As you find yourself embroiled in processes such as medical debt negotiations, you probably dream of a world where it is all less complicated. From that hefty mortgage or rent payment and the utilities, to the car payment that it seems like we just paid, there is usually little wiggle room. And you may be finding that lately there just doesn’t seem to be enough coming in to handle what needs to be going back out to a variety of servicers, credit-card companies, and lenders. This may be the case especially if you have experienced a recent illness or accident, resulting in a flurry of doctors’ visits and perhaps even hospitalization. After that comes the flurry of medical bills, with a staggering amount of paper generated from a surprising number of entities expecting payment.
If you have health insurance, you may find it quite confusing at times to understand what you are supposed to pay as opposed to what has already been or what will be paid by your insurance company. Keep a close eye on your Explanation of Benefits (EOB), generated by the insurance company. This will outline what services have been paid for.
The big concern of course, is what is still left for you to pay. If you don’t have insurance, very likely that is everything. That can be a lot to shoulder, especially if you have been recently ill or injured and may still not be feeling well. You also may not be able to go back to work either temporarily or permanently, which causes more worry about finances and bills.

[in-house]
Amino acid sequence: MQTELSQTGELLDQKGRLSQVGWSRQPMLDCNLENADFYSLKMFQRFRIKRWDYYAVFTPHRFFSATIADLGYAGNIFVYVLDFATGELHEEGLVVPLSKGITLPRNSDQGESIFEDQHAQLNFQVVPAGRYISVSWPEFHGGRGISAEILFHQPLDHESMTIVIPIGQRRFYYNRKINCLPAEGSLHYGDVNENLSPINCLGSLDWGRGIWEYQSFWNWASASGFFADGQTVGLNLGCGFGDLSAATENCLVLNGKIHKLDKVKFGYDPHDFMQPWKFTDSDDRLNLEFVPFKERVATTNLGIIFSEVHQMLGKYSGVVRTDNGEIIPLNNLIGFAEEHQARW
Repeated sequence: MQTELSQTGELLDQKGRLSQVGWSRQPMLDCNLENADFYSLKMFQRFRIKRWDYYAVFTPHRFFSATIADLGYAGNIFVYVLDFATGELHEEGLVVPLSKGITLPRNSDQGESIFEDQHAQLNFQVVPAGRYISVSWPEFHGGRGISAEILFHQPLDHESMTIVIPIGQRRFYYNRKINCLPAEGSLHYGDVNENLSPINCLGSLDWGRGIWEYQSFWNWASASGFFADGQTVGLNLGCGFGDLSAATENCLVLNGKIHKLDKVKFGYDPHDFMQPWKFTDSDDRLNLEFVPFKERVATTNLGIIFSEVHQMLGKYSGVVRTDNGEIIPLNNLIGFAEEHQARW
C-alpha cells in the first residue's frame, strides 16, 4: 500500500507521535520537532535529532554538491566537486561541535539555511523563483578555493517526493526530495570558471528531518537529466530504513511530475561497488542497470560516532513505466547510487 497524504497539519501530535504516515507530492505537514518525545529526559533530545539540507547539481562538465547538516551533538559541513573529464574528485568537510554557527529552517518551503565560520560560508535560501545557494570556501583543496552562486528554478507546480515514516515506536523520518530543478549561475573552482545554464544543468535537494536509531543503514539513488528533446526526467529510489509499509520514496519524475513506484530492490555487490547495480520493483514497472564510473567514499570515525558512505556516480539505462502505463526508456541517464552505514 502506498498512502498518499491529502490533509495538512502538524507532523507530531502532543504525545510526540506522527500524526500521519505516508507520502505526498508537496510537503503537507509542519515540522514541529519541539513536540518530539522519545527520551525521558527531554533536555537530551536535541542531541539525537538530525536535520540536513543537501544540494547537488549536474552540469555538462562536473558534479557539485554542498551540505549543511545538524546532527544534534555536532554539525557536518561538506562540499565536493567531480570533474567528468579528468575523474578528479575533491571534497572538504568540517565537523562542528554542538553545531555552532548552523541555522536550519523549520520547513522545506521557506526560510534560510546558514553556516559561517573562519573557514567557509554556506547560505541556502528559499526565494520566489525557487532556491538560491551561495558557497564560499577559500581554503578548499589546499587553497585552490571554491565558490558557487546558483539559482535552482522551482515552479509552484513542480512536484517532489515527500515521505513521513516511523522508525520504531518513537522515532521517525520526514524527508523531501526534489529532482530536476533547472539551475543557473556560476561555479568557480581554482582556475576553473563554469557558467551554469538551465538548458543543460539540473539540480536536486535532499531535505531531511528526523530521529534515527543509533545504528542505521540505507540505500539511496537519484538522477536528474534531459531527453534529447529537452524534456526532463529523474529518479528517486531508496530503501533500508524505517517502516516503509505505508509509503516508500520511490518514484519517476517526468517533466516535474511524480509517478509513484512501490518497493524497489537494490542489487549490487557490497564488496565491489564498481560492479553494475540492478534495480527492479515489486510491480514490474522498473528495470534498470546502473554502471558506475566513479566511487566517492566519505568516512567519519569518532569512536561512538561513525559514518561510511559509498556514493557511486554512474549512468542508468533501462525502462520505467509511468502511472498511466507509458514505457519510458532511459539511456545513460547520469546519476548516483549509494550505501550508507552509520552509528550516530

As for the medical bills, keep in mind that many billing departments—including that of the hospital—may be very willing to negotiate if they know that you are going to pay off debts but are asking for a discount to do so; in fact, some billing departments may expect this. A recent news article in Forbes goes into detail regarding creditor and consumer perceptions about bills in a ‘normal market.’ The healthcare system though, along with the enormous charges consumers are expected to pay, is anything but normal. Much of the complications in billing, along with shock over charges later, stem from the urgency behind many medical treatments. Billing and payments are usually delayed—and further so when there is a holdup with the insurance company disbursing funds.
Before paying huge bills blindly or giving in to harassing debt collectors, you may want to speak with the billing departments responsible for generating all those numbers. Ask if you qualify for financial assistance from the hospital for payments. This may work out even better if you are getting ready to go for a procedure and have not yet been billed—you may be able to negotiate the price as well as setting up a payment plan beforehand. Your doctor may also be open to such an idea.
Keep an open mind with medical bills, and expect billing departments to do the same. If you are not getting anywhere, or are overwhelmed with debt and need help, contact an experienced law firm like Fitzgerald & Campbell, APLC. Our attorneys are experienced with debt settlement and can help set up a plan specific to your needs, meaning that you save as much of your hard-earned money as possible while we negotiate on your behalf.
Our attorneys have decades of experience in serving clients as they navigate through challenging financial situations, to include settlements with creditors and other debt management processes. Let us review your case and discuss what would work best for you. We are here to help!
Call us today for a free consultation at (844) 431-3851, or email us at email@example.com.